Discovery of quasar quartet may force cosmologists to rethink quasar models

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Quasars are hard to spot while in the act owing to their relatively shorter lifespans as compared to their host galaxy’s lifetime and spotting four at one time has odds of one in ten million; however, a group of astronomers led by Joseph Hennawi of the Max Planck Institute for Astronomy have managed to do just that – spotted the first ever quadruple quasar: four rare active black holes situated in close proximity to one another.

The astronomers used the W. M. Keck Observatory in Hawaii for their discovery of the quasar quartet and according to them it resides in one of the most massive structures ever discovered in the distant universe. The discovery of the quartet despite the unfavourable odds could mean that cosmologists may need to put a thought to their existing models of quasar evolution and the formation of the most massive cosmic structures.


Quasars are powered by in-fall of matter onto a supermassive black hole at the center of a galaxy and they constitute a brief phase in a galaxy’s evolution. When the in-fall of matter on the supermassive blackhole is at its peak, quasars are the most luminous objects in the universe, shining hundreds of times brighter than their host galaxies. But these hyper-luminous episodes are very short in galactic terms and one has to be very lucky to catch one in the act.

The Quarter

Clues come from peculiar properties of the quartet’s environment. The four quasars are surrounded by a giant nebula of cool dense hydrogen gas, which emits light because it is irradiated by the intense glare of the quasars. In addition, both the quartet and the surrounding nebula reside in a rare corner of the universe with a surprisingly large amount of matter. “There are several hundred times more galaxies in this region than you would expect to see at these distances,” said J. Xavier Prochaska, professor at the University of California Santa Cruz and the principal investigator of the Keck Observatory observations.

Given the exceptionally large number of galaxies, this system resembles the massive agglomerations of galaxies, known as galaxy clusters, that astronomers observe in the present-day universe. But because the light from this cosmic metropolis has been travelling for 10 billion years before reaching Earth, the images show the region as it was 10 billion years ago, less than 4 billion years after the big bang. It is thus an example of a progenitor or ancestor of a present-day galaxy cluster, or proto-cluster for short.

Piecing all of these anomalies together, the researchers tried to understand what appears to be their incredible stroke of luck. “If you discover something which, according to current scientific wisdom should be extremely improbable, you can come to one of two conclusions: either you just got very lucky, or you need to modify your theory,” Hennawi said.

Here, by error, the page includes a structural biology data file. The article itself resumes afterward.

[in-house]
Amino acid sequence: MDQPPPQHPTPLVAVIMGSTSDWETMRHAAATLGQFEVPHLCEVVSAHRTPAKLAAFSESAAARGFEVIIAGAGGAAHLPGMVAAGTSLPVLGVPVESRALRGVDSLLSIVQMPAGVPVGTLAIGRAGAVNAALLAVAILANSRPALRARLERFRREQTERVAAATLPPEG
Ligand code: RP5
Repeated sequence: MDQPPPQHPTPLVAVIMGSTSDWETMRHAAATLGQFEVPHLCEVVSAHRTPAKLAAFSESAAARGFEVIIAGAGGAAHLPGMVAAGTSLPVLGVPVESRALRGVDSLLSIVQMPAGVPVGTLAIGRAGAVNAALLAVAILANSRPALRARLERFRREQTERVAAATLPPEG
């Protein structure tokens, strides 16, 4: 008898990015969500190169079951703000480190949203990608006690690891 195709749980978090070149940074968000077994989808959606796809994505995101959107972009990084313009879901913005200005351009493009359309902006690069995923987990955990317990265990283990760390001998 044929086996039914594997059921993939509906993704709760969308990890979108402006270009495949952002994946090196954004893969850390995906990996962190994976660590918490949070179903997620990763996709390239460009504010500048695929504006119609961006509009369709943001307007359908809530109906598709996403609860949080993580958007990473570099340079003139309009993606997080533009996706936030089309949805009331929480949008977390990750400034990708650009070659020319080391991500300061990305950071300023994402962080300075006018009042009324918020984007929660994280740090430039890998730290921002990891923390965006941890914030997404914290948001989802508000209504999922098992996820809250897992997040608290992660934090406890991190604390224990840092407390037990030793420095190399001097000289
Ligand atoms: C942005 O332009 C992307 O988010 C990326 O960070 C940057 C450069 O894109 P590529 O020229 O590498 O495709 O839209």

The researchers speculate that some physical process might make quasar activity much more likely in specific environments. One possibility is that quasar episodes are triggered when galaxies collide or merge, because these violent interactions efficiently funnel gas onto the central black hole. Such encounters are much more likely to occur in a dense proto-cluster filled with galaxies, just as one is more likely to encounter traffic when driving through a big city.

“The giant emission nebula is an important piece of the puzzle since it signifies a tremendous amount of dense cool gas,” said Fabrizio Arrigoni-Battaia, a PhD student at the Max Planck Institute for Astronomy who was involved in the discovery.

Supermassive black holes can only shine as quasars if there is gas for them to swallow, and an environment that is gas rich could provide favorable conditions for fueling quasars.

On the other hand, given the current understanding of how massive structures in the universe form, the presence of the giant nebula in the proto-cluster is totally unexpected. “Our current models of cosmic structure formation based on supercomputer simulations predict that massive objects in the early universe should be filled with rarefied gas that is about ten million degrees, whereas this giant nebula requires gas thousands of times denser and colder,” said Sebastiano Cantalupo, currently at ETH Zurich, that led the imaging observations a the Keck Observatory during his previous research appointment at UCSC. “It is really amazing that this discovery was made the same night of the Slug Nebula while we were hunting for giant Lyman alpha nebulae illuminated by quasars — my first night at Keck Observatory and definitely the most exciting observing night I have ever had!”

“Extremely rare events have the power to overturn long-standing theories” Hennawi said.

As such, the discovery of the first quadruple quasar may force cosmologists to rethink their models of quasar evolution and the formation of the most massive structures in the universe.

The findings of the research have been published in journal Science.